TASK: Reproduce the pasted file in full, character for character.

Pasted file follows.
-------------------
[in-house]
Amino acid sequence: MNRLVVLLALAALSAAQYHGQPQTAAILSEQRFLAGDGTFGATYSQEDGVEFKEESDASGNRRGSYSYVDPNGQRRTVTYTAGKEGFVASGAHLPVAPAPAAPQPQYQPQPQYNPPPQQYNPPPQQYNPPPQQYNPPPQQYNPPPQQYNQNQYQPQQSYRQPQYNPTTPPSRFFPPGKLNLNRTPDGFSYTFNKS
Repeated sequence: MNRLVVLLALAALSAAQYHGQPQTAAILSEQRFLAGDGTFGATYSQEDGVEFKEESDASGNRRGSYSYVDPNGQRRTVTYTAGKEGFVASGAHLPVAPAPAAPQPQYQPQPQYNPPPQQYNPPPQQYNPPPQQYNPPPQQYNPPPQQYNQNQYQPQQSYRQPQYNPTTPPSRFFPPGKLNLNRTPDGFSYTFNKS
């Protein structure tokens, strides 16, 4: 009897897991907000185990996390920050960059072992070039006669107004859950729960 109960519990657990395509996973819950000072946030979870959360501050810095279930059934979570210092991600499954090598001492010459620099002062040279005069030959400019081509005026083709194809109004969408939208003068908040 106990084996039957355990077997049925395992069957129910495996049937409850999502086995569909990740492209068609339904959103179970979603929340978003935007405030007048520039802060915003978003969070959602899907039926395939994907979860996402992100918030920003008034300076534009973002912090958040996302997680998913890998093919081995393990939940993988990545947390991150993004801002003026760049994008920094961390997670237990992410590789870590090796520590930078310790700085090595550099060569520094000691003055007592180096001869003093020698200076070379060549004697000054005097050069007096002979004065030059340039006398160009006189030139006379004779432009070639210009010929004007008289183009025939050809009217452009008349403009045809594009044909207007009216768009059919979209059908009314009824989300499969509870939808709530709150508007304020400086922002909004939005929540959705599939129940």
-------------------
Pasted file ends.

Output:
[in-house]
Amino acid sequence: MNRLVVLLALAALSAAQYHGQPQTAAILSEQRFLAGDGTFGATYSQEDGVEFKEESDASGNRRGSYSYVDPNGQRRTVTYTAGKEGFVASGAHLPVAPAPAAPQPQYQPQPQYNPPPQQYNPPPQQYNPPPQQYNPPPQQYNPPPQQYNQNQYQPQQSYRQPQYNPTTPPSRFFPPGKLNLNRTPDGFSYTFNKS
Repeated sequence: MNRLVVLLALAALSAAQYHGQPQTAAILSEQRFLAGDGTFGATYSQEDGVEFKEESDASGNRRGSYSYVDPNGQRRTVTYTAGKEGFVASGAHLPVAPAPAAPQPQYQPQPQYNPPPQQYNPPPQQYNPPPQQYNPPPQQYNPPPQQYNQNQYQPQQSYRQPQYNPTTPPSRFFPPGKLNLNRTPDGFSYTFNKS
């Protein structure tokens, strides 16, 4: 009897897991907000185990996390920050960059072992070039006669107004859950729960 109960519990657990395509996973819950000072946030979870959360501050810095279930059934979570210092991600499954090598001492010459620099002062040279005069030959400019081509005026083709194809109004969408939208003068908040 106990084996039957355990077997049925395992069957129910495996049937409850999502086995569909990740492209068609339904959103179970979603929340978003935007405030007048520039802060915003978003969070959602899907039926395939994907979860996402992100918030920003008034300076534009973002912090958040996302997680998913890998093919081995393990939940993988990545947390991150993004801002003026760049994008920094961390997670237990992410590789870590090796520590930078310790700085090595550099060569520094000691003055007592180096001869003093020698200076070379060549004697000054005097050069007096002979004065030059340039006398160009006189030139006379004779432009070639210009010929004007008289183009025939050809009217452009008349403009045809594009044909207007009216768009059919979209059908009314009824989300499969509870939808709530709150508007304020400086922002909004939005929540959705599939129940």